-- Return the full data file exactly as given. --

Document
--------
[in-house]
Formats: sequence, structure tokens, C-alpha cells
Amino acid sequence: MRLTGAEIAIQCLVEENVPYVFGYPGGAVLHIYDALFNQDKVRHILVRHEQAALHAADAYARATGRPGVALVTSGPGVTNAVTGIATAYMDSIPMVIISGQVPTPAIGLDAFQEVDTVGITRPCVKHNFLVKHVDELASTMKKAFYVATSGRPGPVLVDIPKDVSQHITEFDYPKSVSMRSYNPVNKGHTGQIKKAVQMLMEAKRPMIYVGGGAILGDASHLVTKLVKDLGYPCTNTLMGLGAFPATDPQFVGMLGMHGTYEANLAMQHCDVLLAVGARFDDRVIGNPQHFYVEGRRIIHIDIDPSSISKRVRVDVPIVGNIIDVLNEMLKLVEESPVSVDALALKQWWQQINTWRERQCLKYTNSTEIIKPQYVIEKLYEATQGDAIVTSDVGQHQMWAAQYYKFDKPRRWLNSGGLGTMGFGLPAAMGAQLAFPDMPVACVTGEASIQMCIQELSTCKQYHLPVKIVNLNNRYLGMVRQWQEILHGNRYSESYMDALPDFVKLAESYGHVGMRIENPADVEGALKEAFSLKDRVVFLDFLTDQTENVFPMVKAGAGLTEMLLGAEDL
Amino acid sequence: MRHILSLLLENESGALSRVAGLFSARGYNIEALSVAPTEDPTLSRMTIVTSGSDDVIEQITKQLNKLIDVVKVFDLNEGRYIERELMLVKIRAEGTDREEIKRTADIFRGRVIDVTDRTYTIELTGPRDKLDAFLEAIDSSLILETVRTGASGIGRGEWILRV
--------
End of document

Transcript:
[in-house]
Formats: sequence, structure tokens, C-alpha cells
Amino acid sequence: MRLTGAEIAIQCLVEENVPYVFGYPGGAVLHIYDALFNQDKVRHILVRHEQAALHAADAYARATGRPGVALVTSGPGVTNAVTGIATAYMDSIPMVIISGQVPTPAIGLDAFQEVDTVGITRPCVKHNFLVKHVDELASTMKKAFYVATSGRPGPVLVDIPKDVSQHITEFDYPKSVSMRSYNPVNKGHTGQIKKAVQMLMEAKRPMIYVGGGAILGDASHLVTKLVKDLGYPCTNTLMGLGAFPATDPQFVGMLGMHGTYEANLAMQHCDVLLAVGARFDDRVIGNPQHFYVEGRRIIHIDIDPSSISKRVRVDVPIVGNIIDVLNEMLKLVEESPVSVDALALKQWWQQINTWRERQCLKYTNSTEIIKPQYVIEKLYEATQGDAIVTSDVGQHQMWAAQYYKFDKPRRWLNSGGLGTMGFGLPAAMGAQLAFPDMPVACVTGEASIQMCIQELSTCKQYHLPVKIVNLNNRYLGMVRQWQEILHGNRYSESYMDALPDFVKLAESYGHVGMRIENPADVEGALKEAFSLKDRVVFLDFLTDQTENVFPMVKAGAGLTEMLLGAEDL
Amino acid sequence: MRHILSLLLENESGALSRVAGLFSARGYNIEALSVAPTEDPTLSRMTIVTSGSDDVIEQITKQLNKLIDVVKVFDLNEGRYIERELMLVKIRAEGTDREEIKRTADIFRGRVIDVTDRTYTIELTGPRDKLDAFLEAIDSSLILETVRTGASGIGRGEWILRV